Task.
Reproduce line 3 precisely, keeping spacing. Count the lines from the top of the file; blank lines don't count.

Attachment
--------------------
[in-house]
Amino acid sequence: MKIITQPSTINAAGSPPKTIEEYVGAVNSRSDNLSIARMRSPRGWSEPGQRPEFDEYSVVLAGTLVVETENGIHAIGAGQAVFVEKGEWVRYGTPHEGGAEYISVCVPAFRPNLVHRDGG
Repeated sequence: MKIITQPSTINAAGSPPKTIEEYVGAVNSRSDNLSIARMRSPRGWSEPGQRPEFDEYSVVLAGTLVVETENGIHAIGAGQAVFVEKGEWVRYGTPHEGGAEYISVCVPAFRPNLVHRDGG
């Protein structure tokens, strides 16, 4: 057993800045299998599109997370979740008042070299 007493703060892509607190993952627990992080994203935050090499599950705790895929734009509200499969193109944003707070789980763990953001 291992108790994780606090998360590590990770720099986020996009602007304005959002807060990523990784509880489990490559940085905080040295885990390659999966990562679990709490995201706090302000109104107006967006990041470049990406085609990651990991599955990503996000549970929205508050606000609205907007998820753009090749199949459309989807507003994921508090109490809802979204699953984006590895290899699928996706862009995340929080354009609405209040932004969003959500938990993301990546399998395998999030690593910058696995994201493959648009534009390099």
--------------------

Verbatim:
Repeated sequence: MKIITQPSTINAAGSPPKTIEEYVGAVNSRSDNLSIARMRSPRGWSEPGQRPEFDEYSVVLAGTLVVETENGIHAIGAGQAVFVEKGEWVRYGTPHEGGAEYISVCVPAFRPNLVHRDGG